Local Catholic publishing changes with times
October 29, 2015
By Christopher Gunty
When the Second Vatican Council ended in 1965, one archdiocesan newspaper in the United States made a special effort to get the final documents from the council into print quickly. That newspaper, the Catholic Review, had published earlier documents from the Council sessions between 1963 and 1965.
“Nobody has ever disputed our claim to be the first to publish the entire text of Vatican II documents. … We arranged for the pilot, TWA I think, to bring the last documents with him on a flight from Rome and they were immediately taken to our printer,” recalled A.E.P. “Ed” Wall, editor of the Review 1965-71. “We had published the previous documents as they were released.”
Times certainly have changed. “Where was email when we could have used it?” Wall mused.
With the recently completed world Synod of Bishops on the family, important documents from the gathering of bishops were available electronically within hours of their distribution. News and analysis about the meeting were posted online at CatholicReview.org the same day, without waiting several days for the next print publication. Those who heard snippets about the synod on broadcast media could turn to the Catholic Review online for reports from expert journalists who cover the church day in and day out.
So, in some ways, times have not changed much at all. Journalists in the Catholic press still labor in the vineyard, providing background and context that most journalists at secular news outlets cannot. But instead of waiting for a print deadline, we can share the news more quickly through a variety of digital platforms, as well as in print.
Through 160 years as the Catholic Mirror, the Baltimore Catholic Review and the Catholic Review, our team has been providing news and information in a Catholic context for our readers.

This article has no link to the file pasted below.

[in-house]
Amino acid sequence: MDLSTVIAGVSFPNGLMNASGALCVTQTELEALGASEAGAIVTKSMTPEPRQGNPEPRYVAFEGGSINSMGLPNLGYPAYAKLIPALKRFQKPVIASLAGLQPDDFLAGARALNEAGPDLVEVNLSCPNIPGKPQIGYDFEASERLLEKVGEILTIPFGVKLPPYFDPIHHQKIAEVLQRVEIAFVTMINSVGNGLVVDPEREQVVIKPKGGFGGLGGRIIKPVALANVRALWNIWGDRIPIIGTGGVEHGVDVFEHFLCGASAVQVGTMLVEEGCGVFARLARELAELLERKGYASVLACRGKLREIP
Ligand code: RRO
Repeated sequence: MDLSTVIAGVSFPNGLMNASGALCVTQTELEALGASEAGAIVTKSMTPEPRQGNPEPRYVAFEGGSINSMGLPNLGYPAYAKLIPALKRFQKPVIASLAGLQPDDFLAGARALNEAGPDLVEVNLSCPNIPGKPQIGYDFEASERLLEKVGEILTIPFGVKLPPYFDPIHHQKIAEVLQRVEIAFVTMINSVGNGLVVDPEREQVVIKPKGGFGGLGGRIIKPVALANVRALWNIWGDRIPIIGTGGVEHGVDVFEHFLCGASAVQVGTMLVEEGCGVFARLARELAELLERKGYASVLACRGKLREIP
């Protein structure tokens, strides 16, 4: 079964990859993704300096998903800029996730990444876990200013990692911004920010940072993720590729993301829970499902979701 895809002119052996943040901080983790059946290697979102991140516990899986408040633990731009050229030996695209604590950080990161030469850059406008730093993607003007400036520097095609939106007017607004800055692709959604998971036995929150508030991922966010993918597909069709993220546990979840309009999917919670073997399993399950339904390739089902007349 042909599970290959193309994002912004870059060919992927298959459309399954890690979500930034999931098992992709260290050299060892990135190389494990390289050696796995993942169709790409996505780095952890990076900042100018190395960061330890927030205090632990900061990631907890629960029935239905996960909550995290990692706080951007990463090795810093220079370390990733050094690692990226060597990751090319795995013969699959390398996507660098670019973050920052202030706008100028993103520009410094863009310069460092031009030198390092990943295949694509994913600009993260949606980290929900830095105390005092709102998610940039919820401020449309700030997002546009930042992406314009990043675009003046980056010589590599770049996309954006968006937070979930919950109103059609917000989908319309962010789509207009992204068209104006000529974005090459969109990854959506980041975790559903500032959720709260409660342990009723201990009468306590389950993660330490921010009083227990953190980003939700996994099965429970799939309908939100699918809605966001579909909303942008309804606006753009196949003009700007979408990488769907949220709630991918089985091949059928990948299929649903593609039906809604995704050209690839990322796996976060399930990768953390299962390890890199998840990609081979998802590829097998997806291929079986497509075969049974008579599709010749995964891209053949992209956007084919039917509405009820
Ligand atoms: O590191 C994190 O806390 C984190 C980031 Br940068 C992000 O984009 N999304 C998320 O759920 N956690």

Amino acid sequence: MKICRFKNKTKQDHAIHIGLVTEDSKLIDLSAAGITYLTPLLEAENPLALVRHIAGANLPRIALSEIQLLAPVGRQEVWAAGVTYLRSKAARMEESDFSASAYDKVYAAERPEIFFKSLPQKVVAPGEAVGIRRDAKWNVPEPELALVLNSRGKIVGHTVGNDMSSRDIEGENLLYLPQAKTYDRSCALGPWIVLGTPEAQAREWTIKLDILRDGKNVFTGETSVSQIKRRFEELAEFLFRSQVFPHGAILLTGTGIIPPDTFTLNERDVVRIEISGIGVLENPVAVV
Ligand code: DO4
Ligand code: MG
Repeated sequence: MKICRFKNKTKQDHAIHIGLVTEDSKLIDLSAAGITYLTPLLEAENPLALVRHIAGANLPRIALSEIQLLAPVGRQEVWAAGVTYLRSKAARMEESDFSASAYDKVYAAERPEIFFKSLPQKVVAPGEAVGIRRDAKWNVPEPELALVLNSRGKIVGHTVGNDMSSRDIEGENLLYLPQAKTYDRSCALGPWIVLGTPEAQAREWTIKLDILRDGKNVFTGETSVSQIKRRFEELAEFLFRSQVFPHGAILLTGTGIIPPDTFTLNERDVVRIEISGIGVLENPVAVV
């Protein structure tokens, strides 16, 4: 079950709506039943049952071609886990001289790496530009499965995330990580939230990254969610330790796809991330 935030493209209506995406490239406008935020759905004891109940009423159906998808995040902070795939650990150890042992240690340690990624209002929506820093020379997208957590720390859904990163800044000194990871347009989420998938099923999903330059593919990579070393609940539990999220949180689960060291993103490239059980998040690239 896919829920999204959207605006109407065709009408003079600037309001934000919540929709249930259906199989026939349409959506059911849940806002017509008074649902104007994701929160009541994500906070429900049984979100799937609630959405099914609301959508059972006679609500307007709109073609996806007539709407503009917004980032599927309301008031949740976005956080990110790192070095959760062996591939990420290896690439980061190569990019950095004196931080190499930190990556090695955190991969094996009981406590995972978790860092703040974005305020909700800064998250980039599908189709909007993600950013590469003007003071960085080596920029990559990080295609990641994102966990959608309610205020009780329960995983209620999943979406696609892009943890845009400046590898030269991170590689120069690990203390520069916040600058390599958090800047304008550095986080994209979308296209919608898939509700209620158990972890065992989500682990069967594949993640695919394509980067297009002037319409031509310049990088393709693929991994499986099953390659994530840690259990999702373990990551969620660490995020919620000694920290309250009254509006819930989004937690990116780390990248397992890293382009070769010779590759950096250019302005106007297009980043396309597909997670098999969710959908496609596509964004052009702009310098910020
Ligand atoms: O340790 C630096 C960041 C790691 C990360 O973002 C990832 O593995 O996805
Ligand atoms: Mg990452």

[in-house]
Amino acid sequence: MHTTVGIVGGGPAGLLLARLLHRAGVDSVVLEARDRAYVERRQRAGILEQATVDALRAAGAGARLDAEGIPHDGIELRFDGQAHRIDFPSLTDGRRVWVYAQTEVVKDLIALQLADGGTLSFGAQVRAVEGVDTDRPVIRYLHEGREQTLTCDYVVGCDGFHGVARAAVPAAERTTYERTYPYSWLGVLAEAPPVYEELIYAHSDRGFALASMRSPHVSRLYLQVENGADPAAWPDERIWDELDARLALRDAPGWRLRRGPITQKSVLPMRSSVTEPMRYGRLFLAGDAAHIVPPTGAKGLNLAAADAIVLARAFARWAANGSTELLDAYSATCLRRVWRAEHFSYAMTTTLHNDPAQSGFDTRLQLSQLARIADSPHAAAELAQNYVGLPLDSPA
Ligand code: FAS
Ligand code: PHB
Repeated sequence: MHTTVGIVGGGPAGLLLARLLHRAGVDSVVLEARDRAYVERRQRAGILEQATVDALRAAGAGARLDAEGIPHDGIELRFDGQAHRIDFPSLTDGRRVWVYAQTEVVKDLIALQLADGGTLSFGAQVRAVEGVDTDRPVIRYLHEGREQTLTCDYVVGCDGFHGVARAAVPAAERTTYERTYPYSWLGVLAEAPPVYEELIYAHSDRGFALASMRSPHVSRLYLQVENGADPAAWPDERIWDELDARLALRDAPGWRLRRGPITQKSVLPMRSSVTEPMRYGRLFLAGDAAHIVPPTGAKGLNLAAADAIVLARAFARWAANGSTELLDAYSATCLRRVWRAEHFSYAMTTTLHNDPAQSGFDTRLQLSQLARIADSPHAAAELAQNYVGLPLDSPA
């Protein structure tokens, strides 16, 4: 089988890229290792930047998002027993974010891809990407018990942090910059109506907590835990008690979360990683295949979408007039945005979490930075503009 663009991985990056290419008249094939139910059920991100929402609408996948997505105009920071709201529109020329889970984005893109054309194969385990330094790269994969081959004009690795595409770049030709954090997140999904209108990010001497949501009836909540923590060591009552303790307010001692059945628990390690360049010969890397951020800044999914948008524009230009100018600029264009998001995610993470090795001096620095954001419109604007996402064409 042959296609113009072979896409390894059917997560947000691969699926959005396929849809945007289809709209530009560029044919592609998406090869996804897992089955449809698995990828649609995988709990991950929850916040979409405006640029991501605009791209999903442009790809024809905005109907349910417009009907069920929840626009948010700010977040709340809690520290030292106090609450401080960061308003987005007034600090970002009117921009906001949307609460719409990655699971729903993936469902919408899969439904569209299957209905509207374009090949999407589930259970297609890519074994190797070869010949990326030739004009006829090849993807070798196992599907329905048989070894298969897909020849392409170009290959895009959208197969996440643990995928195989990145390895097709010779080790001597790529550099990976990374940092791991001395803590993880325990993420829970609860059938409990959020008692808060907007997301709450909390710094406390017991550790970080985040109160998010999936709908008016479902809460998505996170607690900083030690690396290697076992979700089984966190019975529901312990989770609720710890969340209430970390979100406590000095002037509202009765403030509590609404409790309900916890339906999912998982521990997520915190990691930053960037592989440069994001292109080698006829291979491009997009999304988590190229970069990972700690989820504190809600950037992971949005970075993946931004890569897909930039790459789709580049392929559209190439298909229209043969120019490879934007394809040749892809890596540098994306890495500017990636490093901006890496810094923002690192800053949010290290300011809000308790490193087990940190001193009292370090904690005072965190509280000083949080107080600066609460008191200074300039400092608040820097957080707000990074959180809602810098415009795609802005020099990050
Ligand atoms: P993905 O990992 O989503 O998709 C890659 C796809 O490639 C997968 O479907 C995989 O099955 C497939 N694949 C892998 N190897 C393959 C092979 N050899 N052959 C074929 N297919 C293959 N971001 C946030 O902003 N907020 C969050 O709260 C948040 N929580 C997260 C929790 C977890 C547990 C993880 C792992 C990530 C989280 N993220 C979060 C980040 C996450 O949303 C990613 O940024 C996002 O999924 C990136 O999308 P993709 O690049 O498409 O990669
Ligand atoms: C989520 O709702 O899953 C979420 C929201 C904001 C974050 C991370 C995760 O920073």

The Catholic Review and its predecessors covered groundbreaking news events in the church – including the Plenary Councils of Baltimore in the 1800s and the 1995 visit of St. John Paul II – and literal groundbreakings – for churches, parish buildings and recently, a new high school athletic field.
Within this continuity comes change. A dozen popes have sat on the chair of Peter and a dozen archbishops have led the Premier See since the Mirror started publication. But the news of the Catholic community in Maryland remains vibrant. There are plenty of stories to tell.
The Oct. 29 issue is the last issue of the Catholic Review in newsprint, but the Review is not going away. Beginning with Advent, we will publish a glossy monthly magazine and enhance our online efforts, adding new tools to communicate with parishioners locally and regionally. Granted, as a longtime newspaper guy from my high school days, it’s hard to make the transition from a newspaper to a news magazine.
My connection to the Catholic Review goes back more than the six years I have been at the helm here. Ed Wall, that editor who flew in the Vatican II documents, was my first editor and a great mentor in the Catholic press when he hired me in 1981 at The Chicago Catholic. In a way, his experiences in Baltimore are part of my own legacy in Catholic journalism.
But news isn’t about the kind of paper it’s printed on. Publishing is the point. It’s telling stories of faith in relevant ways for today’s audience.
Keep us in your prayers as the staff of Catholic Review Media begins a new publishing venture, keeping ties with the past as we look to future ways of communicating with our readers. St. Francis de Sales, patron saint of journalists, pray for us.
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